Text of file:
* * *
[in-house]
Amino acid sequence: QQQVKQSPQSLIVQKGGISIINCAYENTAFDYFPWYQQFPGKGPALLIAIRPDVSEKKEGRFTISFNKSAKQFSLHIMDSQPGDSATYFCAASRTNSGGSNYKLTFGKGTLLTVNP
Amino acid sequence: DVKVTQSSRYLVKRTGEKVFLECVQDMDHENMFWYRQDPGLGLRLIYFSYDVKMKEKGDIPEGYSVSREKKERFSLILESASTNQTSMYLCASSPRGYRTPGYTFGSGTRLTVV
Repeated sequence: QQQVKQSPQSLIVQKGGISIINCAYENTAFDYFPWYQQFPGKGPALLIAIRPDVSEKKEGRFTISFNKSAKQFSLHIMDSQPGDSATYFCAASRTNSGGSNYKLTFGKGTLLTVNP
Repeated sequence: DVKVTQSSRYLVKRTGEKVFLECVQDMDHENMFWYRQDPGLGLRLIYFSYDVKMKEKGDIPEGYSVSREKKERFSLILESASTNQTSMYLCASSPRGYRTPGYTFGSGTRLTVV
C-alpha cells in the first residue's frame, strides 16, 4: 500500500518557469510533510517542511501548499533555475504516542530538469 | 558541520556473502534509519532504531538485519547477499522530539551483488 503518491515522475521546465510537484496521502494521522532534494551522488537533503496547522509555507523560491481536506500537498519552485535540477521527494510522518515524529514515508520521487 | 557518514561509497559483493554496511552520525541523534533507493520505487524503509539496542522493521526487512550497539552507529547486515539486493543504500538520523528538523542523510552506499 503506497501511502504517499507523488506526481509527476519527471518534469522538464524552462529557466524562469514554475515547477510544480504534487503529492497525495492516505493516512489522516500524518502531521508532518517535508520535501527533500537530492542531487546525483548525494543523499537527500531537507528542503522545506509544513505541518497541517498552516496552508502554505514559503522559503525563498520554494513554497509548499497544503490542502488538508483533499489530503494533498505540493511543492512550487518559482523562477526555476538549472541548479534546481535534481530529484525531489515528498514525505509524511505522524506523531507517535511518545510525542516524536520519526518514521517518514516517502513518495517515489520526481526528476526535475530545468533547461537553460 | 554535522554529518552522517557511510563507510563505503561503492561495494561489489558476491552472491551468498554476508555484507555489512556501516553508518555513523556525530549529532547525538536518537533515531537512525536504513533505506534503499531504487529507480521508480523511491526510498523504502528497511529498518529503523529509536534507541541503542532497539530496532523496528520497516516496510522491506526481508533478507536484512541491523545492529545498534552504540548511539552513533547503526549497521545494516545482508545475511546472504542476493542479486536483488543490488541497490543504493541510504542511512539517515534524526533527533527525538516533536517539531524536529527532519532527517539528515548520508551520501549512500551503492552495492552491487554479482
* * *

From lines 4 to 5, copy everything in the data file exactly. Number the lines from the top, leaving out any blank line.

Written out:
Repeated sequence: QQQVKQSPQSLIVQKGGISIINCAYENTAFDYFPWYQQFPGKGPALLIAIRPDVSEKKEGRFTISFNKSAKQFSLHIMDSQPGDSATYFCAASRTNSGGSNYKLTFGKGTLLTVNP
Repeated sequence: DVKVTQSSRYLVKRTGEKVFLECVQDMDHENMFWYRQDPGLGLRLIYFSYDVKMKEKGDIPEGYSVSREKKERFSLILESASTNQTSMYLCASSPRGYRTPGYTFGSGTRLTVV